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Acta Alimentaria
Authors:
F. Békés
,
K. Ács
,
Gy. Gell
,
Cs. Lantos
,
A-M. Kovács
,
Zs. Birinyi
, and
J. Pauk

Consumption of “gluten-containing” diet causes disease for a significant minority of people who consume foods derived from wheat, rye, barley, and possibly oat. The fact is, however, that in several types of diseases related to the consumption of “gluten-containing” cereals, the trigger compounds are not components of gluten. The current view of medical experts is that, excluding people suffering from celiac disease, the majority of individuals who are feeling better on the “wheat-free” or “gluten-free” diet could select a food containing much healthier, low level of fermentable oligosaccharides (often called as FODMAP). To satisfy the specific health related demands of certain consumer groups, the challenge is in front of cereal breeding to develop new, “healthier” germplasms, suitable to produce such products by the food industry. This report aims to give an overview of some aspects of recent developments in this booming area, (i) summarizing the up-to-date knowledge on cereals-related health disorders; (ii) reporting on the status of developing celiac-safe cereals, and finally (iii) highlighting the potential of developing “healthier” spelt-based cereal products through the progress in an ongoing spelt breeding program.

Open access
Progress in Agricultural Engineering Sciences
Authors:
K. Szalay
,
B. Keller
,
R. Rák
,
N. Péterfalvi
,
L. Kovács
,
J. Souček
,
F. Sillinger
, and
A. Jung

Abstract

One of the biggest challenges of raspberry production in Hungary nowadays is reducing the unfavorable effects of climate change. The maturation phase of main varieties within this region falls in a period of extremely high temperature and atmospheric drought detaining desirable fruit growth. Dedicated plant breeding alone is not enough. An immediate action is required. There has been a need for physical protection against excessive direct radiation. In order to restore, or even save the domestic raspberry production and market, introducing of greenhouse or polytunnel solutions are needed. Experimental plantations of three different raspberry varieties were set in two repetitions: covered and uncovered versions. Each cover has characteristic interaction with light which can generate different environmental conditions and also differences in plant growth and fruit quality. Besides the monitoring of elementary biological indicators, a wide range of sensors (temperature, humidity, solar irradiation) was used to identify differences and to find the optimal tunnel material for maximal plant productivity. Within the framework of the project we also tested a portable spectroradiometer and a snapshot imaging camera to study the practical value of proximal sensing in water- and photosynthetic light use efficiency and vitality mapping.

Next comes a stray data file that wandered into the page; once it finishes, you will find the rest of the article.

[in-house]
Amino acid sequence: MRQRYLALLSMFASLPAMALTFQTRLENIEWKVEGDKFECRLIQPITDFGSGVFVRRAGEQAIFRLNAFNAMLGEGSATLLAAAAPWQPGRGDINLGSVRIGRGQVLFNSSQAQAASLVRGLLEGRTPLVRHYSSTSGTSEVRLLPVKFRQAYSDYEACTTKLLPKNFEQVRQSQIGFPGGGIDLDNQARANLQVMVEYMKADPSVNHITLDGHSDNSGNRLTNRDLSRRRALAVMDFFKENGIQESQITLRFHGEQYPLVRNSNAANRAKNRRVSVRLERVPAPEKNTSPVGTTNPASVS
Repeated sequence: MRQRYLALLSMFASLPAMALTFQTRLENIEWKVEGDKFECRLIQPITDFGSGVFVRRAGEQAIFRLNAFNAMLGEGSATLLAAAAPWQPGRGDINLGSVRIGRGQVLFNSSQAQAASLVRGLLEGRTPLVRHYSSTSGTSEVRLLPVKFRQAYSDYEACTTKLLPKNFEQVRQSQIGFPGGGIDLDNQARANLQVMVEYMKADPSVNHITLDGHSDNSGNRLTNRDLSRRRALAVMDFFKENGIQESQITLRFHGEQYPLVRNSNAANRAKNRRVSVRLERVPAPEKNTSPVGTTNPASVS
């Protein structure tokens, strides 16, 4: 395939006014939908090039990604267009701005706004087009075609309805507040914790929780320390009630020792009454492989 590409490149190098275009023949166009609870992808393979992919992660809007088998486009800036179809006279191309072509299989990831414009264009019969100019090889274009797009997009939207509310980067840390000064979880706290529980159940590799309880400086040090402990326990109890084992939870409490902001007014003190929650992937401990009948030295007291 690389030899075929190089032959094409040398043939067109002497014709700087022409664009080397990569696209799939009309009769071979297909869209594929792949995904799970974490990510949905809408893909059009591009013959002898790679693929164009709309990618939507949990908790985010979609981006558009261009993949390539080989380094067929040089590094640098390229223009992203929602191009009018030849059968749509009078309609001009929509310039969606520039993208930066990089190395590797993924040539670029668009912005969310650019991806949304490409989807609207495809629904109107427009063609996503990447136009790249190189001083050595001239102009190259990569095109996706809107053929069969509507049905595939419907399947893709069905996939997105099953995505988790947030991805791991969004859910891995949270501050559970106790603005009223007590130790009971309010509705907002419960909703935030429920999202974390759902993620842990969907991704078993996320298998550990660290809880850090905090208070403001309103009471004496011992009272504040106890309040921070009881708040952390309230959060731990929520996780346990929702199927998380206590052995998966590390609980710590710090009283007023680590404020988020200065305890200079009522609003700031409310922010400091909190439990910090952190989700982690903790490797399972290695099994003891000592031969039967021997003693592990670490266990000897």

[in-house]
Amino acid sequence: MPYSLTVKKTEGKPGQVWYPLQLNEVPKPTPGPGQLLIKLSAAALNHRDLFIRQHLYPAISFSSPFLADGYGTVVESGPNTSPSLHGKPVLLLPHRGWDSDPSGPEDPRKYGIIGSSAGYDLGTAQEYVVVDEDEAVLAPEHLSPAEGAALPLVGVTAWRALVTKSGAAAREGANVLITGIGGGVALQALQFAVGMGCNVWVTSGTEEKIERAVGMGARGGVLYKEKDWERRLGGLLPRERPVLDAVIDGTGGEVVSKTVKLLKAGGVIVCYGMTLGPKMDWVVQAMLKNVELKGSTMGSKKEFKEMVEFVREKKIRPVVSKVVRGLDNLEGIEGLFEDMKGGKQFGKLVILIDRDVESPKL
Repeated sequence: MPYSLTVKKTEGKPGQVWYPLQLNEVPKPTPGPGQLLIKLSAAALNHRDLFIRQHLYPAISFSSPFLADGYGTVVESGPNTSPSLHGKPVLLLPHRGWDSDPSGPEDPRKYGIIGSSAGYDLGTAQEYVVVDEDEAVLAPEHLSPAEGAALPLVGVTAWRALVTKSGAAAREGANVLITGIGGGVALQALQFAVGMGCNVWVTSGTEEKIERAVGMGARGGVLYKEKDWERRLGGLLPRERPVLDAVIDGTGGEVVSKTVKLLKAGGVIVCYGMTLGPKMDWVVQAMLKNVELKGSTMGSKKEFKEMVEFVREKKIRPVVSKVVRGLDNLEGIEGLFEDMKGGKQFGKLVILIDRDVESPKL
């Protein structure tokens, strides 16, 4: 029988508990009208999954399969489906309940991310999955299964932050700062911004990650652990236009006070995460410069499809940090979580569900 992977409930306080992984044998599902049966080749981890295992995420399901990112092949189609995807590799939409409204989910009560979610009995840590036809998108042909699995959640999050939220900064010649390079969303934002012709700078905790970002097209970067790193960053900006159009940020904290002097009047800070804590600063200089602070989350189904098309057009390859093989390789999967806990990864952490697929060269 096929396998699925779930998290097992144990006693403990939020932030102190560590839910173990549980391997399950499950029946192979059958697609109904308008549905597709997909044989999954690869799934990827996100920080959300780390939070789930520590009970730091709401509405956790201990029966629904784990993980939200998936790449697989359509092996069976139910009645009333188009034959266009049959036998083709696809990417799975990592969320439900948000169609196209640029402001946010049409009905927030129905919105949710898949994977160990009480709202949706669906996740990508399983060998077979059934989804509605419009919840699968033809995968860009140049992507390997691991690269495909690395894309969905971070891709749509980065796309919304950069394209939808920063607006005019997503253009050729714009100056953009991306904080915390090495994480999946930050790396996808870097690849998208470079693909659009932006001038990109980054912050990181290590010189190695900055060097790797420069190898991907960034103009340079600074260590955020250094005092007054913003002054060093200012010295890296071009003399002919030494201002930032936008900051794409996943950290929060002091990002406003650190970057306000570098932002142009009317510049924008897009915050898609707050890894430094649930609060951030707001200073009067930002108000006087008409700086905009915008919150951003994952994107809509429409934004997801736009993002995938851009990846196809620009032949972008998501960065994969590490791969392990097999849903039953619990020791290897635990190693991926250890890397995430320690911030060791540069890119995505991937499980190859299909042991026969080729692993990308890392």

Open access
Progress in Agricultural Engineering Sciences
Authors:
V. Parrag
,
Z. Gillay
,
Z. Kovács
,
A. Zitek
,
K. Böhm
,
B. Hinterstoisser
,
R. Krska
,
M. Sulyok
,
J. Felföldi
,
F. Firtha
, and
L. Baranyai

Abstract

One of the most important food safety issues is the detection of mycotoxins, the ubiquitous, natural contaminants in cereals. Hyperspectral imaging (HSI) is a new method in food science, it can be used to predict non-destructively the changes in composition and distribution of compounds. That is why, in the last decade, the potential of HSI has been evaluated in many fields of food science, including mycotoxin research.

The aim of the recent study was to test the feasibility of HSI for the differentiation according to the toxin content of cornmeal samples inoculated with Fusarium graminearum, Fusarium verticillioides and Fusarium culmorum and samples with natural levels of mycotoxins. Samples were measured in the near infrared wavelength range of 900–1,700 nm and mean spectra of selected regions of interest of each image were pre-treated using Savitzky-Golay smoothing and standard normal variate (SNV) method. On the spectra, partial least squares discriminant analysis (PLS-DA) was carried out according to the level of contamination. Partial least squares regression (PLSR) method was used to predict deoxynivalenol (DON) content of samples and the cumulative toxin content: the sum of fumonisins (FB1, FB2) and DON content of samples. Based on the promising results of the study, HSI has the potential to be used as a preliminary testing method for mycotoxin content in feed materials.

Open access